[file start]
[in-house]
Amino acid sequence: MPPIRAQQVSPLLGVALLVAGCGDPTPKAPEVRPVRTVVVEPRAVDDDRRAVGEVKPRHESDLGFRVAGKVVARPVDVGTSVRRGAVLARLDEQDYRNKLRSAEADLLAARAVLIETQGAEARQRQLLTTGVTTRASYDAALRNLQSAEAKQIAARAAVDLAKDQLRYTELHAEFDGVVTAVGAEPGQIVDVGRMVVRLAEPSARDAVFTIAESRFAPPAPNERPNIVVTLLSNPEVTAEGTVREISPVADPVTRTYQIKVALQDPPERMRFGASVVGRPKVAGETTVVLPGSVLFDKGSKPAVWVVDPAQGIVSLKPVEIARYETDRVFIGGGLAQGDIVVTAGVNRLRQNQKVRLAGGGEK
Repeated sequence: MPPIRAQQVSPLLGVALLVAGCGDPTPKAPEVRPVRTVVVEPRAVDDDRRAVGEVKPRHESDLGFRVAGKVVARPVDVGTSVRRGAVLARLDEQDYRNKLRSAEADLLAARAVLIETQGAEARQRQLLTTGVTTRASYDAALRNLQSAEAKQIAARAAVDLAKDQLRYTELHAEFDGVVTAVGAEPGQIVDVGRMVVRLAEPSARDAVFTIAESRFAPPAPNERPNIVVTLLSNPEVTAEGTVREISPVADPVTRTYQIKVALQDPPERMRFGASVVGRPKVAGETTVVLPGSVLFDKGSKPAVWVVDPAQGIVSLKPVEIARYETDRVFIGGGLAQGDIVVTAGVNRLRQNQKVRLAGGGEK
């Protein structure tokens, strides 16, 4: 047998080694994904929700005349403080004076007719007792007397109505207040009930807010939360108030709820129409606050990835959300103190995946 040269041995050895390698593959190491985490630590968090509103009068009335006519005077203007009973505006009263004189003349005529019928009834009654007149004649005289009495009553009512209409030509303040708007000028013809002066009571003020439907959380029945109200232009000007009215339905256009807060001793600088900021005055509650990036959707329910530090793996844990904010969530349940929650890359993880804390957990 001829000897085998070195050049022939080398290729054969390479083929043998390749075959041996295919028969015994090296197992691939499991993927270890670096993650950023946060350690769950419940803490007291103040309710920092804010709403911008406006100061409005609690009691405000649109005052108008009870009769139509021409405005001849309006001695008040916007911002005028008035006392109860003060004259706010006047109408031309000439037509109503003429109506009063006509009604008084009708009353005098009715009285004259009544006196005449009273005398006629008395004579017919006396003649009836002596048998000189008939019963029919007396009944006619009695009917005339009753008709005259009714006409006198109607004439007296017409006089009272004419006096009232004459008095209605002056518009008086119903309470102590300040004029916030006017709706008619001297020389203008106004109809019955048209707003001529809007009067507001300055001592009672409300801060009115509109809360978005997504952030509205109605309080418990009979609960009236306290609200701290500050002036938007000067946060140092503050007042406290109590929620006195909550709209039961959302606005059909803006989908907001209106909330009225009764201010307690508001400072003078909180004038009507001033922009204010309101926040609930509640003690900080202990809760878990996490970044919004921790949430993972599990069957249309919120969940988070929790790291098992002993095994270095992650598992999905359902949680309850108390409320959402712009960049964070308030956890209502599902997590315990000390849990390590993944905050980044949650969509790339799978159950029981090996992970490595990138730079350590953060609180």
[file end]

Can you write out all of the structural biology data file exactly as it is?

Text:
[in-house]
Amino acid sequence: MPPIRAQQVSPLLGVALLVAGCGDPTPKAPEVRPVRTVVVEPRAVDDDRRAVGEVKPRHESDLGFRVAGKVVARPVDVGTSVRRGAVLARLDEQDYRNKLRSAEADLLAARAVLIETQGAEARQRQLLTTGVTTRASYDAALRNLQSAEAKQIAARAAVDLAKDQLRYTELHAEFDGVVTAVGAEPGQIVDVGRMVVRLAEPSARDAVFTIAESRFAPPAPNERPNIVVTLLSNPEVTAEGTVREISPVADPVTRTYQIKVALQDPPERMRFGASVVGRPKVAGETTVVLPGSVLFDKGSKPAVWVVDPAQGIVSLKPVEIARYETDRVFIGGGLAQGDIVVTAGVNRLRQNQKVRLAGGGEK
Repeated sequence: MPPIRAQQVSPLLGVALLVAGCGDPTPKAPEVRPVRTVVVEPRAVDDDRRAVGEVKPRHESDLGFRVAGKVVARPVDVGTSVRRGAVLARLDEQDYRNKLRSAEADLLAARAVLIETQGAEARQRQLLTTGVTTRASYDAALRNLQSAEAKQIAARAAVDLAKDQLRYTELHAEFDGVVTAVGAEPGQIVDVGRMVVRLAEPSARDAVFTIAESRFAPPAPNERPNIVVTLLSNPEVTAEGTVREISPVADPVTRTYQIKVALQDPPERMRFGASVVGRPKVAGETTVVLPGSVLFDKGSKPAVWVVDPAQGIVSLKPVEIARYETDRVFIGGGLAQGDIVVTAGVNRLRQNQKVRLAGGGEK
């Protein structure tokens, strides 16, 4: 047998080694994904929700005349403080004076007719007792007397109505207040009930807010939360108030709820129409606050990835959300103190995946 040269041995050895390698593959190491985490630590968090509103009068009335006519005077203007009973505006009263004189003349005529019928009834009654007149004649005289009495009553009512209409030509303040708007000028013809002066009571003020439907959380029945109200232009000007009215339905256009807060001793600088900021005055509650990036959707329910530090793996844990904010969530349940929650890359993880804390957990 001829000897085998070195050049022939080398290729054969390479083929043998390749075959041996295919028969015994090296197992691939499991993927270890670096993650950023946060350690769950419940803490007291103040309710920092804010709403911008406006100061409005609690009691405000649109005052108008009870009769139509021409405005001849309006001695008040916007911002005028008035006392109860003060004259706010006047109408031309000439037509109503003429109506009063006509009604008084009708009353005098009715009285004259009544006196005449009273005398006629008395004579017919006396003649009836002596048998000189008939019963029919007396009944006619009695009917005339009753008709005259009714006409006198109607004439007296017409006089009272004419006096009232004459008095209605002056518009008086119903309470102590300040004029916030006017709706008619001297020389203008106004109809019955048209707003001529809007009067507001300055001592009672409300801060009115509109809360978005997504952030509205109605309080418990009979609960009236306290609200701290500050002036938007000067946060140092503050007042406290109590929620006195909550709209039961959302606005059909803006989908907001209106909330009225009764201010307690508001400072003078909180004038009507001033922009204010309101926040609930509640003690900080202990809760878990996490970044919004921790949430993972599990069957249309919120969940988070929790790291098992002993095994270095992650598992999905359902949680309850108390409320959402712009960049964070308030956890209502599902997590315990000390849990390590993944905050980044949650969509790339799978159950029981090996992970490595990138730079350590953060609180």